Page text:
Feb. 25, 2009 -- Call it the audacity of informality.
First, GOP firebrand and former House Speaker Newt Gingrich lamented the informal rhetoric and body language of President Barack Obama's address Tuesday in an equally informal Twitter message during the speech.
"Nobody messes with joe and the smiles and nancy handshake resembled a democratic pep rally not a state of the union," Gingrich typed in a capital-letter- and punctuation-free "tweet," apparently reacting to Obama's "Nobody messes with [Vice President] Joe" Biden reference, among other things.
"sophomoric and silly," Gingrich wrote.
Then came the tut-tutting from Democrats and Republicans alike over first lady Michelle Obama's sleeveless purple frock.
Hip 26-year-old designer Jason Wu, who fashioned FLOTUS' white, off-the-shoulder inaugural gown, called her "the ultimate muse." But some were murmuring that the first lady revealed not merely bare arms beneath the dome of the nation's shrine to democracy but an unseemly lack of reverence.
"It was an unusual choice," a Democratic Capitol Hill staffer confessed to a male reporter oblivious to the nuances of Capitol garb.
ABC News' Cokie Roberts, author of "Ladies of Liberty: The Women Who Shaped Our Nation," said she fielded an e-mail from a staunch feminist fan of the first lady's who nevertheless added, "but enough with the sleeveless dresses."
"It does raise some hackles. I'm a little curious about it because it's cold in the House gallery," Roberts said. "I suppose that the sense of sleeveless dress being somewhat inappropriate comes from churches. ... There does seem to be some sense of decorum having to do with covering your shoulders."
During the election campaign, the Obamas' celebrated "no-drama" style became a visible asset for the once-working-class Chicago couple. Michelle Obama's J. Crew dress drew applause from an audience on "The View" enduring the closest thing to a depression since the Great Depression.
But in Washington, aptly pegged as a city of "northern charm and southern efficiency" by Mark Twain, breaking with the capital's stodgy sartorial traditions is enough to give the city's pleats-and-gold-buttoned-blazer-crowd the vapors.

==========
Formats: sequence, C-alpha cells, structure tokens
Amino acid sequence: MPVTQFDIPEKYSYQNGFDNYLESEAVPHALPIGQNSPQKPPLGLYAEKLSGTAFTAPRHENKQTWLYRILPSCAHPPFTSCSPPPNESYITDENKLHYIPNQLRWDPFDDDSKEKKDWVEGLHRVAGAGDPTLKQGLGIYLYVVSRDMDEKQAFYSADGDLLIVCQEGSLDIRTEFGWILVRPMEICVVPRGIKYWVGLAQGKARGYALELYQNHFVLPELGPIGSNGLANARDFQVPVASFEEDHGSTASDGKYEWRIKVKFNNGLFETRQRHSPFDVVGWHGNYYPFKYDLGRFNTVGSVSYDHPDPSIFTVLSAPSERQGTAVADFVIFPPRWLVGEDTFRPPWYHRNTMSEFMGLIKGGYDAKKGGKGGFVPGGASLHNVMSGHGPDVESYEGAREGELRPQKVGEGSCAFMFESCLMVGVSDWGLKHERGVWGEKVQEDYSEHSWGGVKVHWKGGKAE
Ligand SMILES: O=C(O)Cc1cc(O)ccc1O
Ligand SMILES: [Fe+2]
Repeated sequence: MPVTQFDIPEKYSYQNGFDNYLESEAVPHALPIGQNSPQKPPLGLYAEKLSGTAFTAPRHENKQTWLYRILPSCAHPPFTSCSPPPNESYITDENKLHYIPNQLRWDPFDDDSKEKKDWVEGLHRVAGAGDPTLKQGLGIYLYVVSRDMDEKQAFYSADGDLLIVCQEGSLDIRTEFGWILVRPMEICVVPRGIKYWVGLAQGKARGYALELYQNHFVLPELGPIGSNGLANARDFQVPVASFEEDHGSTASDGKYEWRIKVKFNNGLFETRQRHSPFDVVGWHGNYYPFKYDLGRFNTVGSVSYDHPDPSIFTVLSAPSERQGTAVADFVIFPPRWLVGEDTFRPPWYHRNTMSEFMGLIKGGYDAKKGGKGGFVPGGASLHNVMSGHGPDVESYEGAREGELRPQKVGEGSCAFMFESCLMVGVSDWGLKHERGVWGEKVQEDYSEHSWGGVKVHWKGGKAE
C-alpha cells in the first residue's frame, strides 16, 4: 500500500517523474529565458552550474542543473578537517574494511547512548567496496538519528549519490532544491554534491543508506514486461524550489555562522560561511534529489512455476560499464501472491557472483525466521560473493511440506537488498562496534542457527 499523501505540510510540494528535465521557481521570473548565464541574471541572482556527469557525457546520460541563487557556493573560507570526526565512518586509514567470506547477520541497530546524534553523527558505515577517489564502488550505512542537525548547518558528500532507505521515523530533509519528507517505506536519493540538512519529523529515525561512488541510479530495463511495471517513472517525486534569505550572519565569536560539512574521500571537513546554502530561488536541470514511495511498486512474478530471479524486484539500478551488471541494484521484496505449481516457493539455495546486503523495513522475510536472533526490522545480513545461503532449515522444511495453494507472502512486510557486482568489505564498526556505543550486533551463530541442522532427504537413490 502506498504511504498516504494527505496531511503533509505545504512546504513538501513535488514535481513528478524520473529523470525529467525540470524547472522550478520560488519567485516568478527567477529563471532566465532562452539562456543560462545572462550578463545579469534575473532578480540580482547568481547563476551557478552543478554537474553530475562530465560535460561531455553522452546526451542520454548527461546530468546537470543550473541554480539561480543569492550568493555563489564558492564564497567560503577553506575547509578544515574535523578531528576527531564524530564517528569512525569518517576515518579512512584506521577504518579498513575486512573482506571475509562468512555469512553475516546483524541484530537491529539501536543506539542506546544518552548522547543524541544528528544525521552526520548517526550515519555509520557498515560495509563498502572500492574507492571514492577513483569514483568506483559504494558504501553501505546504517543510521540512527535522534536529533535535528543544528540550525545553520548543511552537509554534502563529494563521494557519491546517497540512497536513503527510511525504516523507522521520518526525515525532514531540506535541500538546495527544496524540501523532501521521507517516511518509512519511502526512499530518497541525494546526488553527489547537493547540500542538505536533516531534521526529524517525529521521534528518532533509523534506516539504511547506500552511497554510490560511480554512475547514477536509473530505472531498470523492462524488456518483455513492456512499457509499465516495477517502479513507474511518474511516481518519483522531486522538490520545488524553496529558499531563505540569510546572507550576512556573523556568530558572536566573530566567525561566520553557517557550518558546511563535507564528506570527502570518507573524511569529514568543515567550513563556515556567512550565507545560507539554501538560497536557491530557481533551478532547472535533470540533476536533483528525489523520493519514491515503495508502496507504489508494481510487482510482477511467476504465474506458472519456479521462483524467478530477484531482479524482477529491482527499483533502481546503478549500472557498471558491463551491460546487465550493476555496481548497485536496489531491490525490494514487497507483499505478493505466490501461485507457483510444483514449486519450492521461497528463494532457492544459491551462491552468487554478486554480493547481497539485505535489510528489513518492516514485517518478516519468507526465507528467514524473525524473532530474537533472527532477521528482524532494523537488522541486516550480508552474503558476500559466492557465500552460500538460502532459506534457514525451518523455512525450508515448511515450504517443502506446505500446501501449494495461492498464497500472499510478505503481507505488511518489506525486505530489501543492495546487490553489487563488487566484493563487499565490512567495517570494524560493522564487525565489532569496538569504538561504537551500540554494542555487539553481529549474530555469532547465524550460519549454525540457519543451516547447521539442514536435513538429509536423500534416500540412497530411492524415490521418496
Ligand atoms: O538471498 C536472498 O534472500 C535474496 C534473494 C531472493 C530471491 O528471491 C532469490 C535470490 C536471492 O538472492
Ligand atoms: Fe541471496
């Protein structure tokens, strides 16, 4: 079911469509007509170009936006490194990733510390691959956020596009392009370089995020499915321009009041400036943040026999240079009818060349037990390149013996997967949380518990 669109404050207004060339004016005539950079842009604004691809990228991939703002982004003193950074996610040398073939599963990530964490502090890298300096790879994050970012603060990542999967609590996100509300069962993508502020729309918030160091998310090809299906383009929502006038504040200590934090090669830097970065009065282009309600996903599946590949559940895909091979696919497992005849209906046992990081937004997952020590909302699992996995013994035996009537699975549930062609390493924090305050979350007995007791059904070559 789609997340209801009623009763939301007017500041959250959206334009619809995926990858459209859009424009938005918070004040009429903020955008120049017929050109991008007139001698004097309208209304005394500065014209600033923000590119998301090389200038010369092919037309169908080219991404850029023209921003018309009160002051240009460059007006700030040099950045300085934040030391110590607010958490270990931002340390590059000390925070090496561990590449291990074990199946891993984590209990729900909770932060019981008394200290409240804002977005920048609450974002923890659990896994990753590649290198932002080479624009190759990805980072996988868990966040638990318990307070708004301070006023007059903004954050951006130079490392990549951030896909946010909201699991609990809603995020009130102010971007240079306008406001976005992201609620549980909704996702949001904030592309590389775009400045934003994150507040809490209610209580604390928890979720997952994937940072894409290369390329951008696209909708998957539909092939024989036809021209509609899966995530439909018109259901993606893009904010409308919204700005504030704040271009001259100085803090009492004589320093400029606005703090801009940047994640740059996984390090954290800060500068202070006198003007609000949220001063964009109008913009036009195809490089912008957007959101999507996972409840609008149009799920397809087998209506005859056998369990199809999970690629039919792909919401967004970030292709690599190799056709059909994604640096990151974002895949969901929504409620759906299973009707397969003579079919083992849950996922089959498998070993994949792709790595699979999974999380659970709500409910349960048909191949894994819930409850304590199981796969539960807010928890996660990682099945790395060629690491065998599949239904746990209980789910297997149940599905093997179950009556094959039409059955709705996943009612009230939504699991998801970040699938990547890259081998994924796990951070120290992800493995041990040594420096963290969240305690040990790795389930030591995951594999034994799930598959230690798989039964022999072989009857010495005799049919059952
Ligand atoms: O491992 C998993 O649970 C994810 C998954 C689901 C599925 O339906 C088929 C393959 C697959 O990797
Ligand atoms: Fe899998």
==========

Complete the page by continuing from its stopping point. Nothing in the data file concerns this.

Dancing a few steps to pander to the middle-American viewers of "Ellen" during the campaign was one thing, but bare arms and Oprah-esque phrases like "I get it" during a congressional address are quite another.
What's next? White House casual Fridays?
Fashionistas, a largely liberal lot, have hailed the arrival of the Obamas to Washington as the best thing since Jack and Jackie Kennedy. To them, Obama's single-breasted suits and crisp white shirts evoke the simplified elegance of JFK, while Michelle's fashion-forward frocks recall a no-frills latter-day version of Jackie's Oleg Cassini gowns and pill box hats.
An apparently unapologetic Michelle Obama graces the latest cover of People magazine in a pink -- what else? -- sleeveless dress, confessing that she carries a personal and a professional Blackberry.
Perhaps some of the eyebrow-raising is due to a cultural change embodied by the first couple. Who can imagine Laura Bush thumbing a shout-out to her Texas posse during a White House tea?
While the casual style may have helped the youth vote relate to the first president in recent memory to choose shooting hoops over the old man's sport of golf, much of Old Washington -- especially Red Washington -- is not impressed.
Former Bush 43 chief of staff Andy Card was aghast on seeing a photo of a jacketless, shirt-sleeved President Obama in the Oval Office, saying, "There should be a dress code of respect. The Oval Office symbolizes the Constitution and -- I'm going to say -- democracy."
That drew this snarky response from MSNBC's Keith Olbermann: "Yes, that is what stands between democracy and a president determined to exterminate it --a tie. Not ignoring the Constitution, lying or getting 4,000 Americans pointlessly killed in Iraq, nor even calling his Karl Rove 'turd blossom,' or locking Colin Powell out of a Cabinet meeting because he was a couple minutes late, or barking at one of his top aides, 'You think you're up to getting us some cheeseburgers?' It is the tie, Mr. Card."
A tieless president is likely not a complete departure, Roberts said.
"I suspect that Bill Clinton didn't wear a coat and tie in the Oval Office," she said.
Indeed, Clinton is famed for other Oval Office departures that had little to do with his sartorial formality.
However new it is, for the fashion industry, visible changes in presidential style can seriously sink the bottom line. As surely as Clark Gable decimated t-shirt sales after unbuttoning his shirt to reveal a bare chest in "It Happened One Night," JFK sent haberdashers into something of a tizzy by bearing his lush locks and abandoning the presidential headwear worn during the century from Lincoln to Eisenhower.
"He really killed the hat industry pretty single-handedly," Roberts said.